Jim Dey: Twitter caper brings embarrassment to Peoria
The mayor and police chief of Peoria enthusiastically assumed the roles of Larry and Moe, but Peoria County State's Attorney Jerry Brady wasn't as interested when it came to playing Curly.
So the prosecutor this week pulled the plug on the great Twitter caper that had Peoria atwitter the last two weeks, ultimately spreading beyond central Illinois to draw attention, ridicule and scorn from coast to coast.
The confrontation between an enraged Mayor Jim Ardis and one of his constituents, 37-year-old Jacob Elliott, raised First Amendment implications involving free speech. But in the end, prosecutor Brady brought the legal debate to an end by concluding that charging Elliott with impersonating a public official through the use of a parody Twitter account is not permitted under state law.
Brady said the law "doesn't include the use of electronic media."
But the controversy is far from over.
Mayor Ardis, who initiated the criminal investigation by complaining to Police Chief Steven Settingsgaard, defends his actions on the grounds that the @Peoriamayor parody of him as a drug-taking, stripper-loving Midwest version of Toronto Mayor Rob Ford was "way over the line."
"It was filth, absolute filth," he said.
Ardis' critics, however, charged that what was over the line was the mayor's misuse of his municipal authority to initiate a police probe that ultimately provoked a multi-week investigation involving a handful of officers, a raid on Elliott's residence in which seven people were taken into custody and search warrants were signed by three different judges.
From the city's perspective, what's even more infuriating, even though entirely predictable, is that the Twitter controversy led to national attention for an online parody that had roughly 50 followers, as well as the creation of a series of new Twitter accounts lampooning both Mayor Ardis and Chief Settingsgaard.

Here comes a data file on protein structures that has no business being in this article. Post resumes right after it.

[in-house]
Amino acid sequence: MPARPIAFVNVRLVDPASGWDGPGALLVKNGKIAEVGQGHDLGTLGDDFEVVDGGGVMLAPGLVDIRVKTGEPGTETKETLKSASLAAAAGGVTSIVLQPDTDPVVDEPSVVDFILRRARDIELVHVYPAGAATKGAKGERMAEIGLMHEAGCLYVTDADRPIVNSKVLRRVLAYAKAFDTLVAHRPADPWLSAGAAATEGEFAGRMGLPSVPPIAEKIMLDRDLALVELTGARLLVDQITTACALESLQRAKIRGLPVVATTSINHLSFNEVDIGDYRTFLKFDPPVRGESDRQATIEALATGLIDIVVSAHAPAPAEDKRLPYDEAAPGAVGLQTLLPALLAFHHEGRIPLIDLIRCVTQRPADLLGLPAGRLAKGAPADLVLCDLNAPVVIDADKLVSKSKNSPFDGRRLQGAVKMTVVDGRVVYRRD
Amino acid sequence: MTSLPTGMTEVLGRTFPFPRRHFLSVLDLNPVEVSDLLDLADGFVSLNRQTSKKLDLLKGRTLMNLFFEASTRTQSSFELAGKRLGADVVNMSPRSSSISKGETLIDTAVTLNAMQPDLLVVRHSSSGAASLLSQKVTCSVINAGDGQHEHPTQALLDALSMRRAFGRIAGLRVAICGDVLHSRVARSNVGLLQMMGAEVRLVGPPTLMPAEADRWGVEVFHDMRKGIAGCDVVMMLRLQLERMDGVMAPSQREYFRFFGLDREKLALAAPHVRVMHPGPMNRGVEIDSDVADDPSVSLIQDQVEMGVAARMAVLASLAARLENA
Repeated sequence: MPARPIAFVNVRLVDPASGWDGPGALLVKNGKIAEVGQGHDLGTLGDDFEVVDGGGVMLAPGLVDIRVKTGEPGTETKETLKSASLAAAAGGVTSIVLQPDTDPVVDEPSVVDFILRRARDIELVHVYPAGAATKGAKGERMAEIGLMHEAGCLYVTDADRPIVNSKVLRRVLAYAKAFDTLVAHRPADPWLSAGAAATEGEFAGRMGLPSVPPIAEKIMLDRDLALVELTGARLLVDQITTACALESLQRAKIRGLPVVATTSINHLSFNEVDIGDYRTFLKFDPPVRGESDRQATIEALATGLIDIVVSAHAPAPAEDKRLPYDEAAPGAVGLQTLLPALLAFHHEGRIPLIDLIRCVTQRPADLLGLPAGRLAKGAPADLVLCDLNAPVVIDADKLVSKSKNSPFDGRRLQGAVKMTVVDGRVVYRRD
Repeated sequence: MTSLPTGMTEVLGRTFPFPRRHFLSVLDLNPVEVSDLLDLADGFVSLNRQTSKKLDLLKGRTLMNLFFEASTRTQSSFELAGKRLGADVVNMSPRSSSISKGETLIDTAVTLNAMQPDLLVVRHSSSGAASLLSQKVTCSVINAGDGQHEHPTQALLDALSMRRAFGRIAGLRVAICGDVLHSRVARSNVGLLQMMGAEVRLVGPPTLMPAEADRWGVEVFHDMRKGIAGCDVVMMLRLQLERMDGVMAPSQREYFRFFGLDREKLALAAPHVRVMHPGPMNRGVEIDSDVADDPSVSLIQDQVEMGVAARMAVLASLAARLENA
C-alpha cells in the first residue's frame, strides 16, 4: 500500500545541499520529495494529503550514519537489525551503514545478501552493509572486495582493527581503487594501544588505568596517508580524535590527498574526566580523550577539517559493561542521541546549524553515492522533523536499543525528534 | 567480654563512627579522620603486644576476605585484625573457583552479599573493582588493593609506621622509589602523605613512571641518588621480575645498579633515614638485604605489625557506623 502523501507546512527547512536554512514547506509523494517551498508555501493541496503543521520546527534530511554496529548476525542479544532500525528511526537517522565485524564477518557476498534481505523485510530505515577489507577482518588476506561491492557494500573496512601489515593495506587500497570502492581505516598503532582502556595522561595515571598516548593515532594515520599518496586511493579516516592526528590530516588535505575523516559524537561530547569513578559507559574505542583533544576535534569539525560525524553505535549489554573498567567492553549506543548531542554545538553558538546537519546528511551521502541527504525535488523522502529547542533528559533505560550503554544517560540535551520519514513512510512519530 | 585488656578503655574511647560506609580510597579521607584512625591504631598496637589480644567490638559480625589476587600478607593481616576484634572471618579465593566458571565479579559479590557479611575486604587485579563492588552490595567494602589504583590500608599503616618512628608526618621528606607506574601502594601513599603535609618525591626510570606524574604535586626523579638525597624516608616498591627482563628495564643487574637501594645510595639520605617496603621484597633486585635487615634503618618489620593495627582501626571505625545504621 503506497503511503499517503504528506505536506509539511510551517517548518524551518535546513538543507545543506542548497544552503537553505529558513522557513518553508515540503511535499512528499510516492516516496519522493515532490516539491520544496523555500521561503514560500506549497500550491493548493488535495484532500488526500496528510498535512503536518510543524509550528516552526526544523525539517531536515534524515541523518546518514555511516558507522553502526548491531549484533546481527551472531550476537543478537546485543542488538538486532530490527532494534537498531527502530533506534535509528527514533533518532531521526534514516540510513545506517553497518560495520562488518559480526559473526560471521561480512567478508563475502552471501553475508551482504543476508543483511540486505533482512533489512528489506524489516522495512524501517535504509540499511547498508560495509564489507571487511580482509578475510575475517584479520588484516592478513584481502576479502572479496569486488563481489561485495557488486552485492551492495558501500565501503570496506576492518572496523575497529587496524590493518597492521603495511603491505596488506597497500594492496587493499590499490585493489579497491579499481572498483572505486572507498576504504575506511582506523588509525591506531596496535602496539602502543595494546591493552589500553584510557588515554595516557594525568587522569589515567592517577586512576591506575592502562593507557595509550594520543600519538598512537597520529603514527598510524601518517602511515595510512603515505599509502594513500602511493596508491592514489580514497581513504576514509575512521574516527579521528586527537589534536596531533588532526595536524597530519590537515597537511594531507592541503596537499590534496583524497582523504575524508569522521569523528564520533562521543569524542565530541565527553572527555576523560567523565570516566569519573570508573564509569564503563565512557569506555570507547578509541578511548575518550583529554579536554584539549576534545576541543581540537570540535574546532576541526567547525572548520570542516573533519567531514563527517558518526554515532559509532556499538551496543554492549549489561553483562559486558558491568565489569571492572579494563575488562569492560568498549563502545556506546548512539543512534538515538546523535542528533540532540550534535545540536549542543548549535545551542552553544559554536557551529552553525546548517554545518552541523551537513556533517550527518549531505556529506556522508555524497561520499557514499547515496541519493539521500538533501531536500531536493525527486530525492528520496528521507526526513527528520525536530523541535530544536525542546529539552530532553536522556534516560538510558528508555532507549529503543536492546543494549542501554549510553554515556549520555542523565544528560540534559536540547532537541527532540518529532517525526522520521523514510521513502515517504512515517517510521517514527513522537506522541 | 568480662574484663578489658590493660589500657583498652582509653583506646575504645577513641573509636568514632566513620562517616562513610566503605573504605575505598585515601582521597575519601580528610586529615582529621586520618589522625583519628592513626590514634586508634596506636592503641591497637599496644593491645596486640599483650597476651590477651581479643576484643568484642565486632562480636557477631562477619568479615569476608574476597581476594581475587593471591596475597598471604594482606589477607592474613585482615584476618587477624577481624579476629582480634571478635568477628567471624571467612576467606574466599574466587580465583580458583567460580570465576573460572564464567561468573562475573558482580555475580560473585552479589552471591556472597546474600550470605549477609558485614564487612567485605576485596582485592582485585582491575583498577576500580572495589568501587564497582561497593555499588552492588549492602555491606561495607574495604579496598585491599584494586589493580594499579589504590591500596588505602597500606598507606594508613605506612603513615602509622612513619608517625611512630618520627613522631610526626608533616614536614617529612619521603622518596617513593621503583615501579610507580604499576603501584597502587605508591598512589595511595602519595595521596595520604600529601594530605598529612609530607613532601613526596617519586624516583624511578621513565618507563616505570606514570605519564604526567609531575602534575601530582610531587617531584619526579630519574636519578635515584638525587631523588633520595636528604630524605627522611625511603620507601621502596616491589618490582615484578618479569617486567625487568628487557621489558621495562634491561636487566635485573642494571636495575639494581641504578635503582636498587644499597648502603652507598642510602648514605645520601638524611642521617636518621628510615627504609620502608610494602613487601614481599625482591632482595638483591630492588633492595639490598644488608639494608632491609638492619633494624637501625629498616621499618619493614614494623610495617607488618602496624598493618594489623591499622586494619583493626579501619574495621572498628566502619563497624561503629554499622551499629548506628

"Disappointed to hear that my former friend Jerry Brady won't do what I tell him to do and is protecting a dirty little parodist," read new tweet from @notPeoriamayor.
That was one of the tamer Tweet Twitter critiques, which were heavy on personal insults, drug references and sexual innuendo. One new Twitter account portrayed Ardis with a Hitleresque moustache.
The controversy got its start in late February or early March when Elliott created the @peoriamayor account and began a series of tweets that, according to the search warrant complaint, "implied Mayor Ardis utilizes illegal drugs, associates with prostitutes and utilized offensive inappropriate language."
"2 (expletive deleted) things to get off my chest. 1. If you don't like Peoria. ...den leave. 2. Who stole my crack pipe?" read one tweet that Elliott sent.
When Ardis learned of the account on March 12, authorities say, he contacted Peoria police and said he "wished to pursue the matter."
That launched a lengthy investigation and a flurry of search warrants designed to identify the owner of the account and collect evidence against him. Peoria Judge Kirk Schoenbein, a former Champaign County public defender, signed the first warrant that demanded subscriber information from Twitter.